Tuesday, January 22, 2008

The importance of music to me - two examples

Like many people who are quiet and perhaps even shy, I find music to be a wonderful and needed form of expression. I sing and play the guitar OK and have no aspirations to do other than share who/what I feel with others through the medium. The other side of this reality is the receiving of others' gifts through their music. I write a few original songs, doctor and add to some but mainly enjoy singing and hearing songs whose words and tunes express what I know and feel. On most Wednesday evenings I join many others at FAT ALBERT'S, the oldest ongoing folk club (I believe) in Canada. Like most of the folks who attend, I sign up and sing my two numbers each time I go and once a year, again like most of the others, I get to do an extended set of about a half an hour. Christmas is only two weeks away now and so I've been thinking about what I would do tonight.

My first number will be a spiritual from the slaves of the old American South, a song that has long been a favorite and that I try to sing every year, one place or another. It goes like this:
Mary had a baby. Oh Lord. Mary had a baby. Oh yes, Lord. Mary had a baby. Oh Lord,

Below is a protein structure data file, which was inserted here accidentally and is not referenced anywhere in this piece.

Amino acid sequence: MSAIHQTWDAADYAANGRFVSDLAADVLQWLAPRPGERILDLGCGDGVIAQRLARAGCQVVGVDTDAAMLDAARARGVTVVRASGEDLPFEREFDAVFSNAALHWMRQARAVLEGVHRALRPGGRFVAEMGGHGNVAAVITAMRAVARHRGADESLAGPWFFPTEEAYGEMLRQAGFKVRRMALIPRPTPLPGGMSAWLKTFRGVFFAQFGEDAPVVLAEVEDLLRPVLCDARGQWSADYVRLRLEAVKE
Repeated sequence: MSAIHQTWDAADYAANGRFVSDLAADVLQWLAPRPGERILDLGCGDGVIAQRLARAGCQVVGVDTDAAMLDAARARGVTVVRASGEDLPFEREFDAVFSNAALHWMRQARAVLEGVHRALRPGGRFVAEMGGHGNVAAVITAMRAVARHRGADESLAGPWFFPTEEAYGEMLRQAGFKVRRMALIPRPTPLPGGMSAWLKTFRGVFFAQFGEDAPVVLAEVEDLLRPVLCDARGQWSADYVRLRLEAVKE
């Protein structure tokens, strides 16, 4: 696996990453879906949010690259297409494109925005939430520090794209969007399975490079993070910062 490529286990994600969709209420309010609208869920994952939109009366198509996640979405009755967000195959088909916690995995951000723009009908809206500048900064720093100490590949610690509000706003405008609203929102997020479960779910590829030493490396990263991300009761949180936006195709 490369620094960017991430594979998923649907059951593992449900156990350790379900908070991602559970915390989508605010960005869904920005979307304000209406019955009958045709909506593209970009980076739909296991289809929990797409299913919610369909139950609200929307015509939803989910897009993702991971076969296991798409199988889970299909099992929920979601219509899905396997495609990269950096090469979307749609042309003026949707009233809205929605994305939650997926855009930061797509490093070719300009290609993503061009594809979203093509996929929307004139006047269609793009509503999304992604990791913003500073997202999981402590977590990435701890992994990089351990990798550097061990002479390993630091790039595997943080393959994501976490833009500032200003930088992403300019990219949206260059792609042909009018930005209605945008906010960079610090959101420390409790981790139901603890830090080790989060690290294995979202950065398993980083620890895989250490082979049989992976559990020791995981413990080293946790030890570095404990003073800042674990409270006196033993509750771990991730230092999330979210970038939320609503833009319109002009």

An de people keep a comin and de train don gone.
2) What did she call him?-------
3) She called him baby Jesus-----
4) Where was he born?-----
5) He was born in a manger.-------
6) Why did he come here?-----
7) He came to show the way.-----

The refrain," An de people keep a comin' and de train done gone" would have been a code message referring to the underground railroad with brought slaves up to Ontario to freedom. How ironic and aprapo that the words are just as meaningful today but in a new context. We are enslaved today to our blindness and materialism and we just keep a comin', needing to be set free. But it certainly does seem that the train is gone and we're left behind. Is there anyone/group to lead us to new life?

The first song was chosen but what should follow? What came to mind was not a song of the season as such but one that gives guidance as to what the last verse in the previous song was about. It is about "The Way" that to which Jesus and the "birth narratives" point and a song that I can well imagine being a favourite of Jesus had he lived in this setting. It is a song therefore of idealism and love, from the 1960's of course, song by The Holleys. The words "in God I'm" in the third line are my own insertion.
I invite you to hear the words as those of the angels or to be a star toward which you are called to follow. Think about it and even pray. Enough said.

The road is long with many a winding turn that leads us to who knows where, who knows when?

In God I'm strong, strong enough to carry him. He ain't heavy; he's my brother.